to sum up adv. 总之, 总而言之 in sum 大体上, 一言以蔽之, 总之 sum up (1)To present the substance of (material) in a condensed form; summarize: 简述:对(材料)作扼要的总述;作概括说明: sum up the day's news; concluded the lecture by summing up. 概括了当天的新闻;以扼要的重述结束了报告 (2)To describe or assess concisely:扼要地描述或简洁地评价: an epithet that sums up my feelings. 简洁地表达了我思想感情的形容词




The term education can be applied to primitive cultures only in the sense of enculturation, which is the process of cultural transmission. A primitive person, whose culture is the totality of his universe, has a relatively fixed sense of cultural continuity and timelessness. The model of life is relatively static and absolute, and it is transmitted from one generation to another with little deviation. As for prehistoric education, it can only be inferred from educational practices in surviving primitive cultures. The purpose of primitive education is thus to guide children to becoming good members of their tribe or band. There is a marked emphasis upon training for citizenship, because primitive people are highly concerned with the growth of individuals as tribal members and the thorough comprehension of their way return of life during passage from prepuberty to postpuberty.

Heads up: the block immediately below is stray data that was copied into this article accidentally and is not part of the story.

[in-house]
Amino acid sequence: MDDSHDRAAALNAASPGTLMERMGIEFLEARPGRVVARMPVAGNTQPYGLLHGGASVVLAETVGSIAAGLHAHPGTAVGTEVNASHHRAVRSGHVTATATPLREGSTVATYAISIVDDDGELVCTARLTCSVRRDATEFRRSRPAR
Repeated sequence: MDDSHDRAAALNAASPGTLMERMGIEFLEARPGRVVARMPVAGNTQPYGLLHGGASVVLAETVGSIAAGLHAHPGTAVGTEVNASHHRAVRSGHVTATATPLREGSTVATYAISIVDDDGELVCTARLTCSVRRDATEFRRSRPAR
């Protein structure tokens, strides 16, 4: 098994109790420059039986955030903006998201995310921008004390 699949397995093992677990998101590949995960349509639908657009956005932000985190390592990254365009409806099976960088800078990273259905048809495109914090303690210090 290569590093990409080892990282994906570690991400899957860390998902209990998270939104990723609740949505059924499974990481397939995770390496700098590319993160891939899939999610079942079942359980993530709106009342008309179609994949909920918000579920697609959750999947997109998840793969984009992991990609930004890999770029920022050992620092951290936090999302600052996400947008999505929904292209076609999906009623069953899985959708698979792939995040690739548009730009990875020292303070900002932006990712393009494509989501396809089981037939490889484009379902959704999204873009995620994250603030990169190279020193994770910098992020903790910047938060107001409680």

–在许多西方国家,对初等教育阶段中 读写和运算技能培养的担忧,正在促 使政府采取根本的革新措施,以加强 学生的这些能力。其目的在于确保到 2005年是,所有9岁儿童在读写算的 能力方面都能达到一个令人满意的水 平。但是,今天有不少想到的问题确 是为什么这种愿望还wei变成现实, 特别是在所有人都已经认识到,到下 个世纪,对劳动者队伍的要求会不断 return 变化,将更为强调基本技能的积累。

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nature:mother ~ 大自然。 by its (very) ~ 就起本性而言 by ~生来,天生,= by its ~ good ~ 性情善良,温厚 a call of ~ 生理需求 ((尿意,变易)) against ~ 违反自然的(地);违反人性的(地);奇迹般地 all ~ 所有人,万物,万象 by [from, in, of] the ~ of things 按事物自然的趋